This card has no annual fee, and no foreign transaction fees either.

Read more in our Review of the Capital One® Secured Mastercard®.

We're currently unable to link directly to an application for this card.

Learn more about Capital One® Secured Mastercard® »

Best Pick For

High Credit Limit

Why we picked this card

Most secured cards come with a fairly small credit limit, compared to what you can get on better rewards cards.

But the Wells Fargo Secured Visa Card breaks the mold, with a maximum security deposit of $10,000. The minimum deposit is $300. Your credit limit will be equal to your deposit.

So you can get a much higher credit limit with this card than other secured cards, which tend to provide around $3,000 at the most. If you need a card with a high limit so you can spend a lot during each billing period, this is probably your best option when it comes to secured cards.

You must have an existing Wells Fargo checking or savings account to apply for this Secured Visa card. But if you really need a high credit line and can’t get one otherwise, it might be worth it for you to open an account. You can open a checking or savings account for as little as $25, though there will be a monthly service fee unless you maintain a certain minimum balance. That would require $1,500 in the checking account, or just $300 in the savings account.

So the cheapest option would probably be to open a $300 savings account, and then apply for this secured card. If you’re prepared to put down a security deposit as large as $10,000 or so, that $300 cost probably won’t slow you down too much. And you’ll even earn a bit of interest on the $300 because it’s in a savings account. You won’t earn interest on the security deposit.

There’s also a $25 annual fee for this card. But again, if you’re planning to put down a big security deposit this may not be an obstacle.

Wells Fargo will periodically check your card activity, and your overall credit, to see if you qualify for an upgrade to an unsecured card. If you’re eligible, they will offer you the Wells Fargo Platinum Visa card. That card doesn’t provide rewards but it does have a 0% intro APR for 18 months on purchases and balance transfers, followed by a regular rate of 13.74%-27.24% Variable.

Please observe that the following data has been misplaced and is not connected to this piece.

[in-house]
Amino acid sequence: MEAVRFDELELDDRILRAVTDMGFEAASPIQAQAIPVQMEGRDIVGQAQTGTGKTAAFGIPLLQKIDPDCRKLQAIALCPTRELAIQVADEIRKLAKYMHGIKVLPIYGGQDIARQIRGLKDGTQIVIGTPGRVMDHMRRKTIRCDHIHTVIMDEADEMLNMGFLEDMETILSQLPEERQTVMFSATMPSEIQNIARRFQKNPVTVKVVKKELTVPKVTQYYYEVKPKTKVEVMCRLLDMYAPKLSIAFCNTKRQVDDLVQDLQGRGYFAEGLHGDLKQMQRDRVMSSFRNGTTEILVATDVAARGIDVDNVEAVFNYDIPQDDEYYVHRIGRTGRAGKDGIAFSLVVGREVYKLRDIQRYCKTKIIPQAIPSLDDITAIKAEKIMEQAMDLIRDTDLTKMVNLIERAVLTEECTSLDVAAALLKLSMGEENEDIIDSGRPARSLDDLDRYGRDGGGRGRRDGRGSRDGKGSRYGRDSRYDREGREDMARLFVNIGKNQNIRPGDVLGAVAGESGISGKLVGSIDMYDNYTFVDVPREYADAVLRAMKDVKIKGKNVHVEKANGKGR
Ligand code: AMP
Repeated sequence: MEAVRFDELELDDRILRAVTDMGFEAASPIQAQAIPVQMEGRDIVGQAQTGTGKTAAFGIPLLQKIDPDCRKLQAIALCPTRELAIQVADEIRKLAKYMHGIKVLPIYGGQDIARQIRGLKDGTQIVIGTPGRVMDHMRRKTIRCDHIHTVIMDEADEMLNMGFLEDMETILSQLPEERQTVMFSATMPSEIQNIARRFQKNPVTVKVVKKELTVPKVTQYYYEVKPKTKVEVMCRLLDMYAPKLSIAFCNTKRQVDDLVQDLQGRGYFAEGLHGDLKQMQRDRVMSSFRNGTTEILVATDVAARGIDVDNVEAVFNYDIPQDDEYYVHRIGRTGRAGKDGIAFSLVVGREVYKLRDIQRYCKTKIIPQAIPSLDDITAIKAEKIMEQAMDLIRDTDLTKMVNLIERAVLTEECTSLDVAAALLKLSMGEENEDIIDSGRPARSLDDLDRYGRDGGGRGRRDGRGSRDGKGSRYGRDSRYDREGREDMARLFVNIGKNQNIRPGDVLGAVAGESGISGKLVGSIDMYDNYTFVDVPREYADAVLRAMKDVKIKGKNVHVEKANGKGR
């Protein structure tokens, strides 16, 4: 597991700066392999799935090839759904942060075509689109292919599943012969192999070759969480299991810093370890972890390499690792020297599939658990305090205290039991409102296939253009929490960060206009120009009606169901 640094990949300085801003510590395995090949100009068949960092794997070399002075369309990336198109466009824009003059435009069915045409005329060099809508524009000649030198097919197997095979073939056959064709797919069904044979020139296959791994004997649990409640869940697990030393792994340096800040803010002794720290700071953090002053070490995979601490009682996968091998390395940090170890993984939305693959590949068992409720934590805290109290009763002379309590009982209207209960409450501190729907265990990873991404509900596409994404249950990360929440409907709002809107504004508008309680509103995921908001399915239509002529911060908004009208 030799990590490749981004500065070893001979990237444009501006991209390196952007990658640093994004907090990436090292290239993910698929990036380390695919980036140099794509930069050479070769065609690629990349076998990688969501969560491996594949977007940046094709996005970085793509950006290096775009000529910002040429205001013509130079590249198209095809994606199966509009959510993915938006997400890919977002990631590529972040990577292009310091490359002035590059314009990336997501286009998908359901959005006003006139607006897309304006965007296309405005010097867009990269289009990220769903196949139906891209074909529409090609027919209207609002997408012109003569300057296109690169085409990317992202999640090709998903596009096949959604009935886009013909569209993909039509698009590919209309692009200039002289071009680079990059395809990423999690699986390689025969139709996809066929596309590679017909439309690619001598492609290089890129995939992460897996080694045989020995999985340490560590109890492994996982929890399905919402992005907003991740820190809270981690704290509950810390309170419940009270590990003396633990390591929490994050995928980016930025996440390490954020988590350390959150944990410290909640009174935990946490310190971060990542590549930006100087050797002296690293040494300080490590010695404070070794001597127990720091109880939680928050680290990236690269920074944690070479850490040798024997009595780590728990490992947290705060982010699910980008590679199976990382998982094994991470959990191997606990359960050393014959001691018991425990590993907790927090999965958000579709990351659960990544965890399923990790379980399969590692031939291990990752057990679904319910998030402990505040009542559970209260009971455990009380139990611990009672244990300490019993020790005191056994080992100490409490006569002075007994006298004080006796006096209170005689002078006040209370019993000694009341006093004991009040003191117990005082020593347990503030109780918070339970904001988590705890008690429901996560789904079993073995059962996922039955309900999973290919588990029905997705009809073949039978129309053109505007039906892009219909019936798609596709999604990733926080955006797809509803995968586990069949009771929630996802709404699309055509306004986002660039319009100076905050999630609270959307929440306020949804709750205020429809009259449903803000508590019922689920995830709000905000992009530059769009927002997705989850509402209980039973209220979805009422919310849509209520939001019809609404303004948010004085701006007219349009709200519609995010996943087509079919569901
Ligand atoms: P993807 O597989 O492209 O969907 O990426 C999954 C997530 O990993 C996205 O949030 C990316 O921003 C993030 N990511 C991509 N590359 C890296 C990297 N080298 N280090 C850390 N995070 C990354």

Best Pick For

No Bank Account Required

Why we picked this card

The Citi® Secured Mastercard® (Review) is about as simple as secured cards come. No annual fee, no rewards, and very few benefits.

But if you don’t have a bank account, this will be one of your only secured card options. Although it will be easiest to use a bank account, you can also fund the security deposit of this card by applying for it in person at a Citibank location.

You’ll need to put down a minimum deposit of $200 when approved for this card, with a maximum of $2,500. Your credit limit will be equal to whatever you deposit.

Most of the other cards on this page require a bank account to fund the deposit. So if you don’t have one you’re usually out of luck. The Citi Secured Mastercard will be one of your only options, and it’s not too bad overall.

If you can’t qualify for one of the better secured cards, this could still be a good option to help you improve your credit for free. Just pay your statement balance in full every billing period, and you’ll be able to prevent interest from ever accruing on purchases.

You’ll get some very basic benefits from Mastercard, such as some travel protections along with Purchase Protection. That will cover your eligible purchases against damage and theft, but only under certain conditions.

Read more in our Review of the Citi Secured Mastercard – Is it a Path to Better Credit?

Best Pick For

No Credit Check Required

There are some secured credit cards that don’t require a credit check when applying, which means you’re almost guaranteed to be approved. There is still a possibility of denial, but it’s relatively low.

If you’ve been denied for other secured cards these may be your last options. Since they won’t check your credit you can probably get one of the following cards as long as your finances can handle it (some cards like these may check your credit, but they don’t necessarily use it to make the approval decision). You may still be denied if your identity can’t be verified, or if your income is too low.

These cards don’t require credit checks for approval but they’re known for having relatively poor customer support, and the payment processing systems may be slower or buggier than with other cards. This makes them riskier to use, and we don’t recommend them unless you truly can’t get anything else (even then, they probably aren’t a good idea). Some cards like these don’t require bank accounts, making them more attractive for people in certain situations.